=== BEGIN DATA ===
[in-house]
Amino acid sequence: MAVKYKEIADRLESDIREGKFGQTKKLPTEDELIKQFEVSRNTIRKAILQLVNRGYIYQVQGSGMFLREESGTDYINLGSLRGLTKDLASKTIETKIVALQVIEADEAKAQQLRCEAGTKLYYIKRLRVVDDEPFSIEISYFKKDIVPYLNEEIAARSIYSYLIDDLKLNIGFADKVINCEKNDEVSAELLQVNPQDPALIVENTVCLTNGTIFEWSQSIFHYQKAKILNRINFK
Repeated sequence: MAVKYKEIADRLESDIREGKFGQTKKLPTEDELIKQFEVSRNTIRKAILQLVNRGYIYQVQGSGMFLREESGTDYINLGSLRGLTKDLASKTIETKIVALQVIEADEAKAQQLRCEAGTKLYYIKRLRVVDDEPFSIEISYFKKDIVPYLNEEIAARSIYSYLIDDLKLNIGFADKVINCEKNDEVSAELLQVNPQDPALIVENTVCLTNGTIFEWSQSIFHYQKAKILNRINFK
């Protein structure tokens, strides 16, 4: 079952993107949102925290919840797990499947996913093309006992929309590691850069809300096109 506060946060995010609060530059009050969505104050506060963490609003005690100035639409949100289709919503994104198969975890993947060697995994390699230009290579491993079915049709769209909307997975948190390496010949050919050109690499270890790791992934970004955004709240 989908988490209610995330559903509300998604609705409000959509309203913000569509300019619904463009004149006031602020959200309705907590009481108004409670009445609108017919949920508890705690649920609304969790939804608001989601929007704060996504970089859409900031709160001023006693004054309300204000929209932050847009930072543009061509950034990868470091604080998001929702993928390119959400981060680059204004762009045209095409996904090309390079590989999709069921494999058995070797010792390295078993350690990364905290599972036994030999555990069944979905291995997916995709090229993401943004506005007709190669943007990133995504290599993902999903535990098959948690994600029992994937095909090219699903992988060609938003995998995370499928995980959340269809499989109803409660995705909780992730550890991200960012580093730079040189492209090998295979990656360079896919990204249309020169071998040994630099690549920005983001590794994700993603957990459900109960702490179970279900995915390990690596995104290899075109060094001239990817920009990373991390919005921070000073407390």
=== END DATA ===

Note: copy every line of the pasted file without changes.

[in-house]
Amino acid sequence: MAVKYKEIADRLESDIREGKFGQTKKLPTEDELIKQFEVSRNTIRKAILQLVNRGYIYQVQGSGMFLREESGTDYINLGSLRGLTKDLASKTIETKIVALQVIEADEAKAQQLRCEAGTKLYYIKRLRVVDDEPFSIEISYFKKDIVPYLNEEIAARSIYSYLIDDLKLNIGFADKVINCEKNDEVSAELLQVNPQDPALIVENTVCLTNGTIFEWSQSIFHYQKAKILNRINFK
Repeated sequence: MAVKYKEIADRLESDIREGKFGQTKKLPTEDELIKQFEVSRNTIRKAILQLVNRGYIYQVQGSGMFLREESGTDYINLGSLRGLTKDLASKTIETKIVALQVIEADEAKAQQLRCEAGTKLYYIKRLRVVDDEPFSIEISYFKKDIVPYLNEEIAARSIYSYLIDDLKLNIGFADKVINCEKNDEVSAELLQVNPQDPALIVENTVCLTNGTIFEWSQSIFHYQKAKILNRINFK
């Protein structure tokens, strides 16, 4: 079952993107949102925290919840797990499947996913093309006992929309590691850069809300096109 506060946060995010609060530059009050969505104050506060963490609003005690100035639409949100289709919503994104198969975890993947060697995994390699230009290579491993079915049709769209909307997975948190390496010949050919050109690499270890790791992934970004955004709240 989908988490209610995330559903509300998604609705409000959509309203913000569509300019619904463009004149006031602020959200309705907590009481108004409670009445609108017919949920508890705690649920609304969790939804608001989601929007704060996504970089859409900031709160001023006693004054309300204000929209932050847009930072543009061509950034990868470091604080998001929702993928390119959400981060680059204004762009045209095409996904090309390079590989999709069921494999058995070797010792390295078993350690990364905290599972036994030999555990069944979905291995997916995709090229993401943004506005007709190669943007990133995504290599993902999903535990098959948690994600029992994937095909090219699903992988060609938003995998995370499928995980959340269809499989109803409660995705909780992730550890991200960012580093730079040189492209090998295979990656360079896919990204249309020169071998040994630099690549920005983001590794994700993603957990459900109960702490179970279900995915390990690596995104290899075109060094001239990817920009990373991390919005921070000073407390």